$$ A^tAx = A^tb $$Then we iteratively improve our estimate of $$ x $$ to minimize residual of this equation. A key benefit of doing things this way is that we never actually have to form $$ A $$! We can directly construct $$ A^tA $$ and $$ A^tb $$ with far less storage required. Once we have that, we can implement the Conjugate Gradient method as described in the Wikipedia article above:


That wasn’t so bad! It’s basically a 1:1 port of the pseudo code in the wikipedia article, and in return we can efficiently optimize huge least squares problems without having to link in a bunch of complicated linear algebra library (or worse, implement complicated linear algebra ourselves). We just pass in $$ A^tA $$ as as the matrix, and $$ A^tb $$ as the RHS and out comes our solution $$ x $$.
Now, I’ve glossed over something here. In order for the above code to work we’d need some support classes for matrices and vectors. In this case, we only need a really simple dense vector (VectorX
), and a relatively simple sparse matrix (SparseMat
). I won’t list the vector implementation, since I think it’s pretty straightforward. For the matrix, a key insight is that this matrix will be mostly full of zeros. It would be wasteful to store all those zeros, and even more wasteful to perform a bunch of multiplications against zeroes. Thus, we store the matrix data in a sparse matrix.


There’s some additional complexity here that strictly speaking I could remove. I’ve allocated the memory using aligned allocations because I had some hope of being able to turn the sparse dot product into an AVX optimized kernel. Unfortunately that didn’t work out so far (it was slower).
Anyway, the way this works is that we store a dense array of Row
s (in this case, all rows have at least one element, so no need to be sparse here). Each Row
is in turn sparsely stored as a list of indices and coefficients. These are stored in separate arrays for efficiency, but conceptually it’s a single array of (index, coefficient) pairs. When we try to lookup a row element, we simply do a linear search in the index array for the closest index. If the index was found, we just return a reference to the corresponding coefficient, and if not we shuffle all the elements down to make room and insert a fresh 0 first. That’s really all you need to know! The matrix multiplication is pretty straightforward (it’s no accident that we stored the matrix rowmajor!), and the VectorX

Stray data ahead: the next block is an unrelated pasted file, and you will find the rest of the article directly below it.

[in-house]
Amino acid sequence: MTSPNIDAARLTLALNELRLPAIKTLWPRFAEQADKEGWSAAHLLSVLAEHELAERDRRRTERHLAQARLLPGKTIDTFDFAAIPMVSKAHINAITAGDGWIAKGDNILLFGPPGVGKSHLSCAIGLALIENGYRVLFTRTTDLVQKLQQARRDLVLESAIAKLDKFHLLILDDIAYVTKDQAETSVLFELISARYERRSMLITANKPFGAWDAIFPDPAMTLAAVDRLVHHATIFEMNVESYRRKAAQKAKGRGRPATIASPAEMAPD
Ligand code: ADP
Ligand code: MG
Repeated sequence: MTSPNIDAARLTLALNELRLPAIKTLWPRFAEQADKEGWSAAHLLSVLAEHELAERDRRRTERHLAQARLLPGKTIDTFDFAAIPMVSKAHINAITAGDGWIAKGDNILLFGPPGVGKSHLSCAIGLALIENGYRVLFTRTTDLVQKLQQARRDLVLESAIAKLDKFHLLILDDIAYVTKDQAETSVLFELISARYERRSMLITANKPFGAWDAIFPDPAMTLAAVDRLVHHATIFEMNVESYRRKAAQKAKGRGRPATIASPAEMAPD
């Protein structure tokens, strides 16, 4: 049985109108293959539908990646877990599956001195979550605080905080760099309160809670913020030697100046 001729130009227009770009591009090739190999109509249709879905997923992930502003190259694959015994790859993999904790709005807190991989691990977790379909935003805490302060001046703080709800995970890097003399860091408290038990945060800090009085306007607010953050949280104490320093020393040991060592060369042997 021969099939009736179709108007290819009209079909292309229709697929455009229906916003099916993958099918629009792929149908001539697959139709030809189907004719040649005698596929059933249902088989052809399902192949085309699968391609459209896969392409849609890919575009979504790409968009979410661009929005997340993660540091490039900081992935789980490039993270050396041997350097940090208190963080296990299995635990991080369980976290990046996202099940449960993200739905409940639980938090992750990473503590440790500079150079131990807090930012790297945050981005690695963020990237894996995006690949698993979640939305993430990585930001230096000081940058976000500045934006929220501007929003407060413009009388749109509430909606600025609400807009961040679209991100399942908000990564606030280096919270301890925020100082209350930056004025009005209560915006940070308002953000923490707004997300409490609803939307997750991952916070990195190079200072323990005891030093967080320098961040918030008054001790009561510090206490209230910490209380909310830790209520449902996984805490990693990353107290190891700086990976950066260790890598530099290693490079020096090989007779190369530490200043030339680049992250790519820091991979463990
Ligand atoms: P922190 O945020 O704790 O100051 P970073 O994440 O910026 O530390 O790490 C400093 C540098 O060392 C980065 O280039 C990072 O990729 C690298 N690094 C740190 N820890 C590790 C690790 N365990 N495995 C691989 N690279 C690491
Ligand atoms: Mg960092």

is implemented exactly as you’d think it would be.
Now all that’s left is to map the solution back to the image and save it out and we’re done. Performance varies by texture size, how many seams you have, etc. but it shouldn’t take more than a few seconds even for large textures.
Conclusion
There you have it! An algorithm you can use to improve seam filtering for basically any texture, without needing to include any expensive or complicated libraries in your project. As a side effect, you also get a linear least squares solver that you could use for other things.
There’s really three main things I’d like people to take away from this:
 Least squares optimization is a pretty damn useful tool.
 It’s really not that hard to implement. Even without big math libraries like Eigen, Ceres, or Alglib you could get a pretty good solution with just a little bit of code on your end. So if you don’t need fancy stuff, you should seriously consider the costs of pulling in an external library.
 And as a bonus, the vehicle I chose for making the above two points is a pretty damn handy trick that you probably should be doing if you ever have texture seams to deal with.
For the rough and dirty code to this, click here. I haven’t bothered uploading the whole Visual Studio solution or anything, but it should be relatively straightforward to figure it out (it’s all in one CPP file, and you just need some stb libs).